Worm Breeder's Gazette 14(4): 75 (October 1, 1996)
These abstracts should not be cited in bibliographies. Material contained herein should be treated as personal communication and should be cited as such only with the consent of the author.
Department of Biology, University of California, San Diego La Jolla, CA 92093-0116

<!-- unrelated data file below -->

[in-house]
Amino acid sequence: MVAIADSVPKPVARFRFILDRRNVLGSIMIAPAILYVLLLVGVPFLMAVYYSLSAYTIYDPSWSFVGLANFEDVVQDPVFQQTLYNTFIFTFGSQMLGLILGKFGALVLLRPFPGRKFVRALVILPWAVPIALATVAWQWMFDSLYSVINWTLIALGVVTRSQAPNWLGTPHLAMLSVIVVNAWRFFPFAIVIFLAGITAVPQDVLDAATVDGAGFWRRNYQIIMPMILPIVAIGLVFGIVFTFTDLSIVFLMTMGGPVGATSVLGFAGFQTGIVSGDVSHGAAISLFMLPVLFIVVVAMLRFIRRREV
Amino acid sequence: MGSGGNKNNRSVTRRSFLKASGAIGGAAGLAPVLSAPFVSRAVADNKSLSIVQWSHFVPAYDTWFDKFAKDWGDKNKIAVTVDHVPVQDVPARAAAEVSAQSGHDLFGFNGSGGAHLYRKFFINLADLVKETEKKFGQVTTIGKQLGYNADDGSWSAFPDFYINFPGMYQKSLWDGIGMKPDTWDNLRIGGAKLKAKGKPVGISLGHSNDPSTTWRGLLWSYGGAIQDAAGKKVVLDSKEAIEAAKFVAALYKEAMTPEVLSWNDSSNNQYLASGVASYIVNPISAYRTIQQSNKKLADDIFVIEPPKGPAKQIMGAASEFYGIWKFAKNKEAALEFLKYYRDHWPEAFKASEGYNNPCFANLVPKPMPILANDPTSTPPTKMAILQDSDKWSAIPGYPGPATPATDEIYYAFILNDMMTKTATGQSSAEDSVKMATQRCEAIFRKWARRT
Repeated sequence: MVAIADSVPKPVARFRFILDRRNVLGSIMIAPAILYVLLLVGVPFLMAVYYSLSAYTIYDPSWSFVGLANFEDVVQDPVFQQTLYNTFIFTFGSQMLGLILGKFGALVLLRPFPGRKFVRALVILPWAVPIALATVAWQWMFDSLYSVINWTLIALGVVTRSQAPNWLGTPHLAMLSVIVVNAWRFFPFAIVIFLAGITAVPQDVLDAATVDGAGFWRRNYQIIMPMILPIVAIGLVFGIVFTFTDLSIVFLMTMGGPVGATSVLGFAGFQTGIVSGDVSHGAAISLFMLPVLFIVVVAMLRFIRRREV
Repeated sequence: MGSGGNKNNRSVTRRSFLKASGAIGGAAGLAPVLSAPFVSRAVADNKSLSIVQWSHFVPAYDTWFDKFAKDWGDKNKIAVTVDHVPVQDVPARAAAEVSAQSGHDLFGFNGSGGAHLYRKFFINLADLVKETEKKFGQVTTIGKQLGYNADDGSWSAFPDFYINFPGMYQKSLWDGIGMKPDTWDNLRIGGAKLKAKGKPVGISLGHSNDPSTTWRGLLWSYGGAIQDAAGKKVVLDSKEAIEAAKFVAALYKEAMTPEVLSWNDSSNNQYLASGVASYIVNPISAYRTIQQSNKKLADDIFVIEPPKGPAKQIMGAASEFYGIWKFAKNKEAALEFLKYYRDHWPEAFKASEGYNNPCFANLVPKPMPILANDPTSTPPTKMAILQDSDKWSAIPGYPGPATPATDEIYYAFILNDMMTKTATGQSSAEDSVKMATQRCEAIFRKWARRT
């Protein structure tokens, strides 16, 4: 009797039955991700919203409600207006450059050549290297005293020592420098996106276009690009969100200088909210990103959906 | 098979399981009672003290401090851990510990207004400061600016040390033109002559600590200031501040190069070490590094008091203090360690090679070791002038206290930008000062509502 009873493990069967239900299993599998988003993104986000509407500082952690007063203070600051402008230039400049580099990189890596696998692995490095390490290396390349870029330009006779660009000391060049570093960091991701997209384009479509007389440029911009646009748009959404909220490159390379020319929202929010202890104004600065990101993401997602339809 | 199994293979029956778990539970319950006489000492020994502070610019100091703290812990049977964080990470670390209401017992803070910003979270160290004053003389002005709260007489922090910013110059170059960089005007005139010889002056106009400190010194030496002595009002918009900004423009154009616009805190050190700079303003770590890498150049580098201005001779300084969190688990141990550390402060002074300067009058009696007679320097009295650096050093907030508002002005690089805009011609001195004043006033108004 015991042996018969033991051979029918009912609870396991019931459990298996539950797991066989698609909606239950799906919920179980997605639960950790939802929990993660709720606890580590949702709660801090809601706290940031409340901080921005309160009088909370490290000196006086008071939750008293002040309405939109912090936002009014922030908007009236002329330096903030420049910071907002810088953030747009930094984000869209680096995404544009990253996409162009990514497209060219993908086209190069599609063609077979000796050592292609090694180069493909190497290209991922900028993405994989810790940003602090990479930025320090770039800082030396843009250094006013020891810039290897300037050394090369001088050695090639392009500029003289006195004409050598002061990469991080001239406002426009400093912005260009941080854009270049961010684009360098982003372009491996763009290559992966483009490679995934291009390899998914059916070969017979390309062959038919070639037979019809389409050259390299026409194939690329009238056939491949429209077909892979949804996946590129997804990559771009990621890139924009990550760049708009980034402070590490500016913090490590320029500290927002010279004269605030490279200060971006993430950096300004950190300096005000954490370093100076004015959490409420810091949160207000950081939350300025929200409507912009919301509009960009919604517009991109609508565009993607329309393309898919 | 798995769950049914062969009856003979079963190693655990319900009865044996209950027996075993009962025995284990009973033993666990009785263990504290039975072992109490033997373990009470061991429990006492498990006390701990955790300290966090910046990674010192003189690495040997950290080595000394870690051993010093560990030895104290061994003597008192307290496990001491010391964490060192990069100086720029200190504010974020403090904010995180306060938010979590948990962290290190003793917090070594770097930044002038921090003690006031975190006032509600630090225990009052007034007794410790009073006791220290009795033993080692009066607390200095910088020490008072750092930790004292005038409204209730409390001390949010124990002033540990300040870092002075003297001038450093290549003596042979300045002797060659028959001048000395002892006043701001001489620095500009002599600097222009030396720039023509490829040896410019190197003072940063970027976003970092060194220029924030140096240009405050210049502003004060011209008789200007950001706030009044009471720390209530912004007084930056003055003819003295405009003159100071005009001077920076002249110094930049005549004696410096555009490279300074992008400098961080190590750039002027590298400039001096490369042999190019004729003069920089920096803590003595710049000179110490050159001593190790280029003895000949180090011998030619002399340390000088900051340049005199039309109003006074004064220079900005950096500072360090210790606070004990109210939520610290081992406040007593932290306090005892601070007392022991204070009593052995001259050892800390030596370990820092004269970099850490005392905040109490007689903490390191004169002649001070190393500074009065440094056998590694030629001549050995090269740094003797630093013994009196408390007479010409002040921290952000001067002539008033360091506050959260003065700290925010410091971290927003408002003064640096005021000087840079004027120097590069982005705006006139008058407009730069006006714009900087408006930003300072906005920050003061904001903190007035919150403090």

Previously our lab observed that cha-1 mutants, which are defective in choline acetyltransferase, an enzyme required for the synthesis of acetylcholine (Ach), are both Egl-c and serotonin hypersensitive. This suggests that Ach plays an inhibitory role in egg-laying. This is a surprising result since the cholinergic agonist, levamisole, stimulates egg-laying. Further evidence of acetylcholine's regulatory role is that the ace-2; ace-1 double mutant is egg-laying defective (Egl-d). The ace-2; ace-1 double mutant, is defective in two of three Acetylcholine esterases and thus has very low levels of Ach esterase activity. Additionally we have obtained pharmacological evidence for this proposed down-regulatory mechanism. Application of mecamylamine, a general cholinergic antagonist, stimulates egg-laying. Interestingly, carbachol, a general cholinergic agonist also stimulates egg-laying but requires the HSN's while mecamylamine can also stimulate egg-laying in egl-1 mutants. This leads us to the belief that Ach could have a stimulatory role that requires the HSN's and also have an inhibitory role that is parallel to the HSN's. We have tested mutants known to affect Ach receptor function for serotonin hypersensitivity ( unc-29, unc-38, unc-63, unc-74, lev-1, lev-9, and lev-10). All of the mutants conferred hypersensitivity to serotonin except lev-1 and lev-9 gene mutations. These results suggest that Ach is working through nicotinic cholinergic receptors, though we haven't excluded the possibility that Ach may also be working via muscarinic cholinergic receptors. Furthermore, we have attempted to identify the location of Ach release (i.e. from the VA's, VB's, or VC's). Using an unc-17 (e813) allele, shown by Jim Rand to be a promoter mutation which blocks Ach synthesis in the VA's and VB's but not in the VC's, we have found that these mutants are Egl-c and serotonin hypersensitivity. This result is interesting since the VC's, rather than the VA's and VB's, seemed to be more likely to function as regulators of the vulval muscle because of their location and synaptic connections. We are now taking further steps to attempt to identify the location of the cholinergic receptors (i.e. on nervous vs. muscle tissue or both). We are beginning mosaic analysis to answer this question. In addition we are carrying out a screen to identify genes that rescue the Egl phenotype of the ace-2; ace-1 double mutant.